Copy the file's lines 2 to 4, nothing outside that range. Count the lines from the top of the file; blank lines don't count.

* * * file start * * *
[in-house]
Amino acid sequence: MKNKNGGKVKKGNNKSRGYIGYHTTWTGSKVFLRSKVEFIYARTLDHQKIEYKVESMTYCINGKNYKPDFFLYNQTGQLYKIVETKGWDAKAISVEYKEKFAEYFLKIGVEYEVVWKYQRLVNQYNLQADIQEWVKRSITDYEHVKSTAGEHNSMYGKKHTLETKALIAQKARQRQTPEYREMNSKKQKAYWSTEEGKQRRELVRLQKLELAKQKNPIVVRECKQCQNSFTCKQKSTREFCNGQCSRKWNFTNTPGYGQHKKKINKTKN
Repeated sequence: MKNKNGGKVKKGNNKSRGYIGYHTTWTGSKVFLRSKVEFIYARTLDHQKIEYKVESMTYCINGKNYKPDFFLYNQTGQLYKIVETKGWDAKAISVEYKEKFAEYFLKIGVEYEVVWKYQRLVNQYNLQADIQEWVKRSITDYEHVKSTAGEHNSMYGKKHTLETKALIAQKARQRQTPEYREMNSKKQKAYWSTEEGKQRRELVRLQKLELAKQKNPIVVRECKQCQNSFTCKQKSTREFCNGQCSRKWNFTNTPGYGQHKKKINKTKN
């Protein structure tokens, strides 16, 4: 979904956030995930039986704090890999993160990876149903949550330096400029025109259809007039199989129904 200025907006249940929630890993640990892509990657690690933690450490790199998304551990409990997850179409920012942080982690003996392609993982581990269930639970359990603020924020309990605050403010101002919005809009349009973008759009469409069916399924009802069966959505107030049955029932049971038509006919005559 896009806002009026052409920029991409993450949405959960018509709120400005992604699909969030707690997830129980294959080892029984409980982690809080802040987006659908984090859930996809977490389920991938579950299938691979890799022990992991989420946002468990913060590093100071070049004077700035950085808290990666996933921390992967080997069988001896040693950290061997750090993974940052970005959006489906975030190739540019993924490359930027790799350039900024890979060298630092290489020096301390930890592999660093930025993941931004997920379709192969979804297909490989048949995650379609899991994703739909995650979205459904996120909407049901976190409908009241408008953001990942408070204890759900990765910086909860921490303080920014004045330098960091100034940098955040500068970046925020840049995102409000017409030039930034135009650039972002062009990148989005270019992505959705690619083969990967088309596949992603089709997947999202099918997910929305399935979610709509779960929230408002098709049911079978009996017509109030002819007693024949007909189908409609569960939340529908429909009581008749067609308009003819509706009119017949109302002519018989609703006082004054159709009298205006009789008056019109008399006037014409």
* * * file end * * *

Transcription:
Amino acid sequence: MKNKNGGKVKKGNNKSRGYIGYHTTWTGSKVFLRSKVEFIYARTLDHQKIEYKVESMTYCINGKNYKPDFFLYNQTGQLYKIVETKGWDAKAISVEYKEKFAEYFLKIGVEYEVVWKYQRLVNQYNLQADIQEWVKRSITDYEHVKSTAGEHNSMYGKKHTLETKALIAQKARQRQTPEYREMNSKKQKAYWSTEEGKQRRELVRLQKLELAKQKNPIVVRECKQCQNSFTCKQKSTREFCNGQCSRKWNFTNTPGYGQHKKKINKTKN
Repeated sequence: MKNKNGGKVKKGNNKSRGYIGYHTTWTGSKVFLRSKVEFIYARTLDHQKIEYKVESMTYCINGKNYKPDFFLYNQTGQLYKIVETKGWDAKAISVEYKEKFAEYFLKIGVEYEVVWKYQRLVNQYNLQADIQEWVKRSITDYEHVKSTAGEHNSMYGKKHTLETKALIAQKARQRQTPEYREMNSKKQKAYWSTEEGKQRRELVRLQKLELAKQKNPIVVRECKQCQNSFTCKQKSTREFCNGQCSRKWNFTNTPGYGQHKKKINKTKN
């Protein structure tokens, strides 16, 4: 979904956030995930039986704090890999993160990876149903949550330096400029025109259809007039199989129904 200025907006249940929630890993640990892509990657690690933690450490790199998304551990409990997850179409920012942080982690003996392609993982581990269930639970359990603020924020309990605050403010101002919005809009349009973008759009469409069916399924009802069966959505107030049955029932049971038509006919005559 896009806002009026052409920029991409993450949405959960018509709120400005992604699909969030707690997830129980294959080892029984409980982690809080802040987006659908984090859930996809977490389920991938579950299938691979890799022990992991989420946002468990913060590093100071070049004077700035950085808290990666996933921390992967080997069988001896040693950290061997750090993974940052970005959006489906975030190739540019993924490359930027790799350039900024890979060298630092290489020096301390930890592999660093930025993941931004997920379709192969979804297909490989048949995650379609899991994703739909995650979205459904996120909407049901976190409908009241408008953001990942408070204890759900990765910086909860921490303080920014004045330098960091100034940098955040500068970046925020840049995102409000017409030039930034135009650039972002062009990148989005270019992505959705690619083969990967088309596949992603089709997947999202099918997910929305399935979610709509779960929230408002098709049911079978009996017509109030002819007693024949007909189908409609569960939340529908429909009581008749067609308009003819509706009119017949109302002519018989609703006082004054159709009298205006009789008056019109008399006037014409």